Allan Massie: Rory Sutherland looks as likely as anyone to start for the Lions in the first Test

The suggestion that, having thumped he Sharks on Wednesday, the Lions should play them again today after the intended opposition perforce pulled out, seems pretty daft.

Rory Sutherland made a 50-yard break against the Sharks, reminding the Lions coaches that his qualities extend well beyond the set-piece. Picture: David Rogers/Getty Images
Rory Sutherland made a 50-yard break against the Sharks, reminding the Lions coaches that his qualities extend well beyond the set-piece. Picture: David Rogers/Getty Images

It’s hard to see just what Warren Gatland could learn from such a replay. Of course, on the old full-length tours in the amateur days there were times when the Lions rang up big scores and handsome victories, often in the midweek matches against weaker provinces, but these were offset by demanding Saturday matches offering the best preparation for the Tests to come.

This time it’s all different of course. Clearly the Lions management believe that any match is better than none, even though, with South Africa’s intended warm-up against Georgia cancelled, it seems as if the home team will come to the Tests even worse prepared than the Lions.

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That is, assuming we ever get there. At the moment, despite the stout denial being issued by the Lions management, echoed, I think, by the South African authorities, this is looking far from certain.

Mako Vunipola is a fine player but struggled in the set scrum against the Sharks. Picture: David Rogers/Getty Images

When you win by around 40 points and your wings or full-backs are cantering in tries all but unopposed as Josh Adams and Duhan van der Merwe have been doing, it’s difficult for anyone to think he has played himself into the Test side. On the other hand, anyone who seems to be struggling against mediocre opposition may well be in danger of playing himself out of it.

Mako Vunipola may now find himself in that position. He had a hard time of it in the set scrum, being penalised twice, his feet being too far back. He is a very fine player beyond the scrum, his running and handling sure, his tackling powerful. But he has never been the greatest scrummager. Many in England think Joe Marler better in the set piece.

When the prop on one side of the front row is in trouble, it’s hard for his partner on the other to shine. So Vunipola’s troubles made life harder for Zander Fagerson, and when Rory Sutherland and Tadhg Furlong came on to replace them, the Lions scrum went much better. Furlong is probably a sure selection for the first Test, while Sutherland, with a 50-yard break, is reminding the coach that his qualities extend well beyond the set-piece. At the moment he look as likely as anyone to be in the starting XV for the first Test.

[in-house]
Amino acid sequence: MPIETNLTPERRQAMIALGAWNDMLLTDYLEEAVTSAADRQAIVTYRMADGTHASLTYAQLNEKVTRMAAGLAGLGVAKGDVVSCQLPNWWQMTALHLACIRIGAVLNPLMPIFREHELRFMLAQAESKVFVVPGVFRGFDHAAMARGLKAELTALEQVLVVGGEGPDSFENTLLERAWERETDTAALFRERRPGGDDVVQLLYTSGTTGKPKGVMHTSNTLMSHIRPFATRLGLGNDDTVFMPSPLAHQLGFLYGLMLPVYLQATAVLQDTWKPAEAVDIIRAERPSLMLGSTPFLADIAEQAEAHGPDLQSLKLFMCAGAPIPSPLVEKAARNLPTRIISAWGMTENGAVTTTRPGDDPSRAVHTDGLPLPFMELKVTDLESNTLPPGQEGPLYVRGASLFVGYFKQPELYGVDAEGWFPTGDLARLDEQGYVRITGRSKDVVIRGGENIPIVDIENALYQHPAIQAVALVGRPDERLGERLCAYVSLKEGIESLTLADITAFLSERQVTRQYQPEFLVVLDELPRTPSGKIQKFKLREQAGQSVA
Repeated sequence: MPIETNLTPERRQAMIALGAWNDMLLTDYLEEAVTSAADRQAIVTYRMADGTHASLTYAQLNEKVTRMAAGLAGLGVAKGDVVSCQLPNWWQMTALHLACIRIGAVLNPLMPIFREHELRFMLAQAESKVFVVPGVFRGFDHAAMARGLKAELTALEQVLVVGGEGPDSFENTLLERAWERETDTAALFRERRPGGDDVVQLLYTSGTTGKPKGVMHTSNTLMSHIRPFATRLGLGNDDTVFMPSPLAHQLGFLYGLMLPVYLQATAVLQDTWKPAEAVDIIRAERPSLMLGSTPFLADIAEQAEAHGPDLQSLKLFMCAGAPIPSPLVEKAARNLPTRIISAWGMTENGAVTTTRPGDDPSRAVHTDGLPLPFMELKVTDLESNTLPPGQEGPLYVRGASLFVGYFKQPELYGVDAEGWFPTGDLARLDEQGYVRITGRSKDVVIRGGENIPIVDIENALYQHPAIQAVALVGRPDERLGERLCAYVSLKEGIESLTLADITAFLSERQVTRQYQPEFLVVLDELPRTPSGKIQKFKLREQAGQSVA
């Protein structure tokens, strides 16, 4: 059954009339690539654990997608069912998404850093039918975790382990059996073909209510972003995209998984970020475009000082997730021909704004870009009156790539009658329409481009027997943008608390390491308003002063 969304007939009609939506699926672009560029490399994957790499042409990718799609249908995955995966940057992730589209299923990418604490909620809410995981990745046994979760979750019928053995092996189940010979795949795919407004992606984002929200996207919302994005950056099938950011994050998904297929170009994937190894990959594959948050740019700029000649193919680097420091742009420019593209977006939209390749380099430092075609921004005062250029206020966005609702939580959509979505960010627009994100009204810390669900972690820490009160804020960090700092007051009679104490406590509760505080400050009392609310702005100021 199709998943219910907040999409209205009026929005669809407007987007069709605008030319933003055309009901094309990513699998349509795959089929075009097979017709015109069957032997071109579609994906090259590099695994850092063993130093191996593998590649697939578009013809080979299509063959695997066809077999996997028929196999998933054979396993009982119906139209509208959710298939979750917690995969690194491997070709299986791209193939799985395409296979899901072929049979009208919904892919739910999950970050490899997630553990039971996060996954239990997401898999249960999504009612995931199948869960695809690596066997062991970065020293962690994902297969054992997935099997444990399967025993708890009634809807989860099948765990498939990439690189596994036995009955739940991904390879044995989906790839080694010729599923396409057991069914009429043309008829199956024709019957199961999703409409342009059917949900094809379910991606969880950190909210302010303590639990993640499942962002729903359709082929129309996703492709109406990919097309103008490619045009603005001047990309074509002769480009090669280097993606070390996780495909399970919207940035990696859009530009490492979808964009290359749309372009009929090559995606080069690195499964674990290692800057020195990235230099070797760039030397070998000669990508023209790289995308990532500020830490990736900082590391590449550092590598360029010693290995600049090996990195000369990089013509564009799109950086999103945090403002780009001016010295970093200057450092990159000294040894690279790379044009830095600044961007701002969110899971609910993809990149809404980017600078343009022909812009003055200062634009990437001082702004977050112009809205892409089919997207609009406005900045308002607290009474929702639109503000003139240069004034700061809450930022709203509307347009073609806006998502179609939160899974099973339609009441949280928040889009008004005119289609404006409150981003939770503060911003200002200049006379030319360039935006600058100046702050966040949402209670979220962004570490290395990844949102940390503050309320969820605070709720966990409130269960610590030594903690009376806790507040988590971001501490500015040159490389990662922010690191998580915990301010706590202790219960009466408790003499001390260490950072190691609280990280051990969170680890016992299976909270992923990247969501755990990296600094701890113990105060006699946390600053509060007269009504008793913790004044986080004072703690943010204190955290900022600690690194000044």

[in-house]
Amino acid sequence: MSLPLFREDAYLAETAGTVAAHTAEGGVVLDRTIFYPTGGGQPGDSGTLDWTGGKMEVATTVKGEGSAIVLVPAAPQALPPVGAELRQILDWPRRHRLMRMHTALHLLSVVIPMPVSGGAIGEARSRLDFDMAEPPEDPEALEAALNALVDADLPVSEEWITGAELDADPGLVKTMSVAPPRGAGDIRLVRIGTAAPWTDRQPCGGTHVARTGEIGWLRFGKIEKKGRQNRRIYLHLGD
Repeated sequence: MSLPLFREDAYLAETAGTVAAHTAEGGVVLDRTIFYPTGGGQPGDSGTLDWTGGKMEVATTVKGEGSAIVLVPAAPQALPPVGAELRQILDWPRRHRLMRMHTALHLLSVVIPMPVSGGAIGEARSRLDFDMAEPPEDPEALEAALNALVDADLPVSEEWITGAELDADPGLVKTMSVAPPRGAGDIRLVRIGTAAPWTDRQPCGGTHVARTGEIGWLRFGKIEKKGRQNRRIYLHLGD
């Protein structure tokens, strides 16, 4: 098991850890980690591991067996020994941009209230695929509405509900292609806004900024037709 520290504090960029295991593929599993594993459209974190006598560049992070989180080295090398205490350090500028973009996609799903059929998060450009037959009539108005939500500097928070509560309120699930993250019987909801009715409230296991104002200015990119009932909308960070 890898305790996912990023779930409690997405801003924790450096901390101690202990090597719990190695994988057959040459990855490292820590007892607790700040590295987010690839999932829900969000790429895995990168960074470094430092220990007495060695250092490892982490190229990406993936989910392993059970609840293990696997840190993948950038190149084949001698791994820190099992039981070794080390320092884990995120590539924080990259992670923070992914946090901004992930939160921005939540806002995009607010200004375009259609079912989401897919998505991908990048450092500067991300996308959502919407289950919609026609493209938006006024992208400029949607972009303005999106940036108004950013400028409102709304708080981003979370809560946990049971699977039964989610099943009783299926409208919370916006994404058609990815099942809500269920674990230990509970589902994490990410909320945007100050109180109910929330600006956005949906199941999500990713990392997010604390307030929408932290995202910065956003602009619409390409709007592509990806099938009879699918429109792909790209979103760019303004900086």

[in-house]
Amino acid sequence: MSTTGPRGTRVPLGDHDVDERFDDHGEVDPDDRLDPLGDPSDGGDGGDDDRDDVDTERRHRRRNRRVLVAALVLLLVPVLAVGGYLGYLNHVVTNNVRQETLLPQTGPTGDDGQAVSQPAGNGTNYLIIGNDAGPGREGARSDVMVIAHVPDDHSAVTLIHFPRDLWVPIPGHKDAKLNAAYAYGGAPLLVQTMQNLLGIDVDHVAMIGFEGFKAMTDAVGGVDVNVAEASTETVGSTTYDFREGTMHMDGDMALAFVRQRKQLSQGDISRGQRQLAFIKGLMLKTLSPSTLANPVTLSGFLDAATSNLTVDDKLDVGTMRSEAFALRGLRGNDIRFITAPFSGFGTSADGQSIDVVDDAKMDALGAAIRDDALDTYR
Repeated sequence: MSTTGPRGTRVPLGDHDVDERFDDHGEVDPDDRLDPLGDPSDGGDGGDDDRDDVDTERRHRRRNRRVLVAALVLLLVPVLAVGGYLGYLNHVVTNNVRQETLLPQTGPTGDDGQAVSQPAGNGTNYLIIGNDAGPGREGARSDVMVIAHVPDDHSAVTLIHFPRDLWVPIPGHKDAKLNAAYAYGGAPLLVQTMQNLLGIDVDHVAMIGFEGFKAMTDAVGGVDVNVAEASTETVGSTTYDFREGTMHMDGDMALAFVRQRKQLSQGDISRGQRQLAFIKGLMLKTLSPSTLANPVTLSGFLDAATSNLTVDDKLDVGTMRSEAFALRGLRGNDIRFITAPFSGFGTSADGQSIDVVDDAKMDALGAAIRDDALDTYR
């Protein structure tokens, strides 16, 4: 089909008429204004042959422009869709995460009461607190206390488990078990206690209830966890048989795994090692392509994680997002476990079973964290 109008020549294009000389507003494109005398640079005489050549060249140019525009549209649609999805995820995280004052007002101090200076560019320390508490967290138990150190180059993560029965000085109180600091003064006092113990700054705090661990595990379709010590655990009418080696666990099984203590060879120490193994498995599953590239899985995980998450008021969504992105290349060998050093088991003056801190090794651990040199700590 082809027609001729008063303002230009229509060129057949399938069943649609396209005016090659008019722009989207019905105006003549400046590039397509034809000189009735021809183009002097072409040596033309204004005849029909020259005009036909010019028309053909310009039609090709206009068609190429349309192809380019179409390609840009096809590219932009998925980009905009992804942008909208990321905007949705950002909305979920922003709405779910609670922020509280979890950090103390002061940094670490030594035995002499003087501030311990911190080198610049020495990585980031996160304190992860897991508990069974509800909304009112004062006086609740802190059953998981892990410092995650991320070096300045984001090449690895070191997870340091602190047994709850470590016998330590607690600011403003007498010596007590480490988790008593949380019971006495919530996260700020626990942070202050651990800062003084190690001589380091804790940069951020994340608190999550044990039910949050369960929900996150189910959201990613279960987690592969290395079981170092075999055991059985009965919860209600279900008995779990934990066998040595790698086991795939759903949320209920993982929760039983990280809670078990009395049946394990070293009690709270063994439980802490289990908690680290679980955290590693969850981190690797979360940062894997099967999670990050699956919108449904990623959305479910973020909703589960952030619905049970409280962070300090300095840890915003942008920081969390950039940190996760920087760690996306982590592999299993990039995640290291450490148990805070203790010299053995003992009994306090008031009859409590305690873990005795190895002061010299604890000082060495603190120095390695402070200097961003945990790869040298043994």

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No doubt the players and their interim coach Mike Blair are disappointed that there will now be no Scottish international matches this summer, but some of the players will probably benefit more from somewhat a longer rest. Next season, now not far off, is going to be a testing time for both Edinburgh and Glasgow who will benefit from having a somewhat longer spell of time-off.

Meanwhile, there has been more disappointment for Scotland’s under-20 squad who like being left eating cold porridge with a wooden spoon in the Under-20 Six Nations. One can recognise that they have all been short of match rugby in this weirdest of years, but the same is surely the case with their opponents also.

In one sense the results of under-20 rugby tell us little about future prospects. It has always been the case that only some junior internationalists will go on to have a successful professional career; some indeed may not want that and opt for another sort of career and amateur club rugby. Then if you consider that international careers may last for ten years and sometimes more, Stuart Hogg, Matt Scott, Duncan Weir, Henry Pyrgos, Lee Jones and Rob Harley all, for instance, first picked for Scotland in 2012, you realise that vacancies don’t open as readily as they did in the amateur days. Of course the fact that there are more international matches now and in every Test more than 20 players will usually be capped, there are also more chances to play for Scotland than there used to be. So things even up.

All the same, it must be a bit worrying to find our under-20 and other age-group sides struggling and all too often losing heavily. We don’t yet seem to have a structure that enables us to be truly competitive in age-group rugby. Importing more South Africans to bolster our pro teams isn’t a satisfactory alternative to developing home-bred talent. We really should be asking why they seem to do things better in Ireland ,and looking to see what we can learn from the Irish. Or indeed, on the evidence of recent under-20 results, from the Italians.

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